I confess I am still working my way through these, struggling really (and she is still writing the final novel of the set). As an aspiring SF writer I find her description of herself and her approach profoundly useful, however. Here's what Palmer says of herself on the About page from her website: "All my projects stem from my overall interest in the relationship between ideas and historical change. Our fundamental convictions about what is true evolve over time, so different human peoples in different times and places have, from their own perspectives, lived in radically different worlds with radically different rules."

That kind of rigorous grasp of vision is what I am aiming for--and is why I am struggling with how to approach the opening of my novel. Is it a straight out chronological narrative? A collection of miscellaneous science reports, character letters and/or journal entries, and vignettes a la Le Guin's Always Coming Home

No answers to report just yet. For now I am simply grabbing various books off my shelves and reading the first few pages just to see how various writers are doing things:

"The Western plains of New South Wales are grasslands. Their vast expance flows for many hundreds of miles beyond the Lachlan and Murrumbidgee rivers until the desert takes over and sweeps inland to the dead heart of the continent." (Jill Ker Conway, The Road from Coorain, 1989).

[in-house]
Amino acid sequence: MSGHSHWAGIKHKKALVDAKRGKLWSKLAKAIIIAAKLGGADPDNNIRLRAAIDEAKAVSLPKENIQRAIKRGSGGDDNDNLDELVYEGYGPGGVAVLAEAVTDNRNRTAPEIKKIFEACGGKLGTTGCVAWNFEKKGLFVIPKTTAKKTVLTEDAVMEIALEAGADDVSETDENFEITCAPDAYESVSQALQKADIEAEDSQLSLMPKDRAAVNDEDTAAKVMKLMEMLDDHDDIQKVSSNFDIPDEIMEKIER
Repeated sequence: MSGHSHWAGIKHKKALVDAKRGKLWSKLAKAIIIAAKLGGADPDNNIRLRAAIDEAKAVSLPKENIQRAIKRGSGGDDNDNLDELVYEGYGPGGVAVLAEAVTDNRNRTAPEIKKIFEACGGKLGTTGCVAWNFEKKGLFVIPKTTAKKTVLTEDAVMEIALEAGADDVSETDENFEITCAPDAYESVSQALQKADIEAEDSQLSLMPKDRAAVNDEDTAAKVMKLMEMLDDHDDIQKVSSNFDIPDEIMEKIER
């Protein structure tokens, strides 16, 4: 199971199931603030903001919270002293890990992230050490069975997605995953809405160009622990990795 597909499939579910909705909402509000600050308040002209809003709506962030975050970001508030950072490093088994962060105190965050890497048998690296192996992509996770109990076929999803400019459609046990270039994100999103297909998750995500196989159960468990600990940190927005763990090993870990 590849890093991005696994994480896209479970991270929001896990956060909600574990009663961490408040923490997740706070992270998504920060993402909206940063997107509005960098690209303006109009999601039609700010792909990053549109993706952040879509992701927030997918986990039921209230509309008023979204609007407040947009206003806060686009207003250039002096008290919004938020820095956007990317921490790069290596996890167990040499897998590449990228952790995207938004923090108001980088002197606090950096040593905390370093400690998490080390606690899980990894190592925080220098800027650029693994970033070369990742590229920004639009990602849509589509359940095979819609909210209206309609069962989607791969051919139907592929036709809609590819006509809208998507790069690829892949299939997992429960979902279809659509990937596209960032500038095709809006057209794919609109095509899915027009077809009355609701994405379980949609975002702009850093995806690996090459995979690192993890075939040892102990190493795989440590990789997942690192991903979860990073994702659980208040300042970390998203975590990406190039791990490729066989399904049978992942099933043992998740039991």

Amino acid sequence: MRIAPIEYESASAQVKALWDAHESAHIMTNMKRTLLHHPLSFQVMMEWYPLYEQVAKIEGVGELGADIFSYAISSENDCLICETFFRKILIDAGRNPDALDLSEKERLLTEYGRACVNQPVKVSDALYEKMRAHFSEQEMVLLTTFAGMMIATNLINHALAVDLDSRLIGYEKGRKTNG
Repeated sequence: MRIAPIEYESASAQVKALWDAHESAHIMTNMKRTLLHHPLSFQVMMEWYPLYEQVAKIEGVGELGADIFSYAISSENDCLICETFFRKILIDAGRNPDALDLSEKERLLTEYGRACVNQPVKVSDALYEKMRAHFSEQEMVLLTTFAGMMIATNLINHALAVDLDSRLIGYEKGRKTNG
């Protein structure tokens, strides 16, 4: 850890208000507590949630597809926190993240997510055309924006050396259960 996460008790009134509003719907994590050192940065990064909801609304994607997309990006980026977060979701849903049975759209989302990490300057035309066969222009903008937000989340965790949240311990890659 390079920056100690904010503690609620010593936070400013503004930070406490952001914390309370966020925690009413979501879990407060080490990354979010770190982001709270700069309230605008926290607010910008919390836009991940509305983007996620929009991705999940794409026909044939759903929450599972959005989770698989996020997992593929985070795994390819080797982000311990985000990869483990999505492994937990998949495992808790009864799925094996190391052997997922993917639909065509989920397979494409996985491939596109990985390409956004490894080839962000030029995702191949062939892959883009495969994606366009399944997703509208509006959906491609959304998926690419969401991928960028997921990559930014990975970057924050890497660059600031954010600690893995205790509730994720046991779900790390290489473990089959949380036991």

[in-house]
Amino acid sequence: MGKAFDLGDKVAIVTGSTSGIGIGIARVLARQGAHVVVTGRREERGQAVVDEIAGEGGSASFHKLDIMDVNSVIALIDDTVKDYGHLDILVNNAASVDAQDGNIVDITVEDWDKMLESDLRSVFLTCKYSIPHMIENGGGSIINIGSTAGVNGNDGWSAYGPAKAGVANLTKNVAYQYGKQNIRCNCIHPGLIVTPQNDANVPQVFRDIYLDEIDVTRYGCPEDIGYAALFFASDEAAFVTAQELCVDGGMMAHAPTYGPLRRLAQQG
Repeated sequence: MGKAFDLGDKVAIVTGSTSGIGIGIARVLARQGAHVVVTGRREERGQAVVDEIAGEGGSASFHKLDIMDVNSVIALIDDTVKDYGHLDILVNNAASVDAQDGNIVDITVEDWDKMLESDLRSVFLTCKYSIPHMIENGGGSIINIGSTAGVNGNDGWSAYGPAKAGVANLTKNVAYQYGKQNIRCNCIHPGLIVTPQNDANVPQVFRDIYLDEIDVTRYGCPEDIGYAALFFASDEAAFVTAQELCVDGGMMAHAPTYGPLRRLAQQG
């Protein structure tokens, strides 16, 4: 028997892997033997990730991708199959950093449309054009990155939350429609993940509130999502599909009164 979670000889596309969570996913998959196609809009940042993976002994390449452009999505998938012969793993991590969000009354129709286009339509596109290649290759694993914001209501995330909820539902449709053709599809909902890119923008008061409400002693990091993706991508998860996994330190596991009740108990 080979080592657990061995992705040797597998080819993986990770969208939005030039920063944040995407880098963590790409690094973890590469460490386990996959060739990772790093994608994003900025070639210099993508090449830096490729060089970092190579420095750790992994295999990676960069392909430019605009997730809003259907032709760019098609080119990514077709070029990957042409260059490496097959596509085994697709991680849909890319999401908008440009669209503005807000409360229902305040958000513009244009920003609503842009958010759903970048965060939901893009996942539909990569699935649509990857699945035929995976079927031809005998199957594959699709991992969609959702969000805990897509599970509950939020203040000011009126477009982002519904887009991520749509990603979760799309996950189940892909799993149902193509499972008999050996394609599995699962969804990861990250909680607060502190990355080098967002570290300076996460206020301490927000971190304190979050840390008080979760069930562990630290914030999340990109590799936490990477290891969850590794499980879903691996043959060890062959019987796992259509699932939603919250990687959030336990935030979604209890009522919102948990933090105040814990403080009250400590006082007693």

"How the patient scientist feels when the shapeless tussocks and vague ditches under the thistles and scrub begin to take shape and come clear: this was the outer rampart--this the gateway--that was the granary! We'll dig here, and here, and after that I want to look at that lumpy bit on the slope. . . ." (Ursula K. Le Guin, Always Coming Home, 1985)

"This is written from memory, unfortunately. If I could have brought with me the material I so carefully prepared, this would be a very different story. Whole books full of notes, carefully copied records, firsthand descriptions, and the pictures--that's the worse loss. We had some bird's-eyes of the cites and parks; a lot of lovely views of streets, of buildings, outside and in, and some of those gorgeous gardens, and, most important of all, of the women themselves." (Charlotte Perkins Gillman, Herland, 1915)


Right now, landscapes seem to be what I need. I'll see where this takes me!


* For more on Palmer's approach, see this panel discussion transcript: "Fiction and History: Narratives, Contexts and Imagination", by Ada Palmer, Jane Dailey, Ghenwa Hayek, Paola Iovene, David Perry. Chicago Journal of History, Spring 2017

Image Credits/Links (all images either public domain or Creative Commons CC0):
 Book cover images from Amazon or Goodreads.